June 19, 2012

The useful hockey puck

ONE OF THE MOST VALUABLE navigation tools here in the Pacific Northwest is the little hand bearing (“hockey puck”) compass you can wear on a cord around your neck. It’s an essential part of chart navigation, of course, because it’s what you use to take magnetic bearings of prominent features on land. Two or more of those bearings allow you to plot your position on the chart.

But the hockey puck compass is also valuable if you navigate by GPS. Let’s presume you’re heading for an anchorage on Flybutton Island, one of many in the Trousers Archipelago. As usual, with islands overlapping, covered with pine trees, and all looking alike, you can’t see any obvious entrance to Zip-Up Cove on Flybutton Island.

However, you have programmed a waypoint into your GPS; and now your GPS is telling you to steer a course of 250 degrees magnetic to Zip-Up Cove. All fine and good, but because of currents and leeway, your main steering compass is not going to take you to Zip-Up Cove if you steer 250 degrees. If you’re beating, your boat will be making leeway, so she won’t be going where she’s pointing. And if you’re in a current, as you mostly are around here, you have to allow for being set sideways.

An experienced navigator knows how to compensate for all this, naturally, and your GPS will tell you how much you’re going off course. But there’s a simple trick that’s very reassuring to Nervous Nellies:

When the GPS says the direction to your destination waypoint is 250 degrees, get out your hand bearing compass and sight through it until it shows 250 degrees. Now you are looking at the actual place on land that you are aiming for. Make a note of any landmarks you can see, such as a tower or a tall tree, or a mountain with a cleft.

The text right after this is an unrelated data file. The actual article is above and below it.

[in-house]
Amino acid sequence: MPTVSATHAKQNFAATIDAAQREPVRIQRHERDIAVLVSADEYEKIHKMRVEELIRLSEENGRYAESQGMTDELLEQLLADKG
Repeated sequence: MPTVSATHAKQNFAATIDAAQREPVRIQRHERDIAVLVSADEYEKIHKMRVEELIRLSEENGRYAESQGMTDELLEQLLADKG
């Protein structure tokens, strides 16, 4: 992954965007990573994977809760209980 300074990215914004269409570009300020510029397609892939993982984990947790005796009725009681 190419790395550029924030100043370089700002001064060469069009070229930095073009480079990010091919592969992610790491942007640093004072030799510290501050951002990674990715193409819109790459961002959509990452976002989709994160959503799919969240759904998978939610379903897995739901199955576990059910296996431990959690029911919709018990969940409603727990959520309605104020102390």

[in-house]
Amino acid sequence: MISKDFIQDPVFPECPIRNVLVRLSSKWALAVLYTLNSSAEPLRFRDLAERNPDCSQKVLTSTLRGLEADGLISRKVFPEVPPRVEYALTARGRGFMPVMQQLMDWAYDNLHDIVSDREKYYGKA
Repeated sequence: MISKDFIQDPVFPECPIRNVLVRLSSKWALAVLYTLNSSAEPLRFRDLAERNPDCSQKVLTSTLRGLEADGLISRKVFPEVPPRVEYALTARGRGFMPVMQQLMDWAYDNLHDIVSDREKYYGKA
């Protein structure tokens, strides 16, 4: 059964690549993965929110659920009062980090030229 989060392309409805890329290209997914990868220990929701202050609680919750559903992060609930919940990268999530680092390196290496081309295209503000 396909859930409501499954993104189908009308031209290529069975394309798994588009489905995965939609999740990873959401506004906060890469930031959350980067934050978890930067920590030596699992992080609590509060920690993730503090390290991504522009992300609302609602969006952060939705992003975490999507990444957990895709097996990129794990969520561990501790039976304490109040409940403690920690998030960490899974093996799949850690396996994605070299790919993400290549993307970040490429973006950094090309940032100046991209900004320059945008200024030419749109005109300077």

When you can actually see a place to aim for like this it’s a great help with the steering. You still need to compensate for being set off course, but it’s reassuring to have the GPS course confirmed by your hand bearing compass.

Another thing — if you stand in the cockpit to take your bearing, you’re usually well away from any ferrous metals and current-bearing wires, so your hockey puck compass is not affected by the ship’s deviation, and will show a true magnetic course. (If you wear glasses, just make sure the frames aren’t magnetic.)

As you probably know, there are many other uses for this little compass; too many to explore in this limited space, but they include the ability to warn you of impending collisions with other vessels, and to reveal the deviation of your main steering compass. Your hockey puck can also help you stay clear of charted (but not visible) underwater dangers, and by giving you two quick bearings, it can tell you how far you are off a prominent landmark. In addition, it will tell you in an instant if your anchor is dragging.

Furthermore, if you take it ashore with you, it will help you find your way back to the boat in a dark anchorage, or in thick fog. And so on ... for 150 bucks or less, it’s a great safety aid for any sailor and a particularly valuable tool for the navigator.

Today’s Thought
The sea never changes and its works, for all the talk of men, are wrapped in mystery.
— Joseph Conrad

“Waiter, there’s a fly in my soup.”
(2)“Don’t worry, sir, he’ll sink when he’s dead.”

(Drop by every Monday, Wednesday, Friday for a new Mainly about Boats column.)


Anonymous said...

How did I not know of this magic? Can anybody recommend a good one?

Laugh at life said...

Apologies, I am not a sailor nor do I have a relevant comment for this post. I am seeking the author of an article called Kent at Sea: The Ill Fated TID 97. The author's name was John Vigor and I wondered if you are the same man?

John Vigor said...

Anon: Any decent marine store can help you. Here's a good compass from West Marine:

John V.

John Vigor said...

Hi Laugh at Life:

I used to write for Kent Life magazine way back in the 60s and contributed to their Kent at Sea series. I don't recall anything to do with TID 97, but if you give me more details about the article I might manage some glim recollection. Not many people called John Vigor.

John V.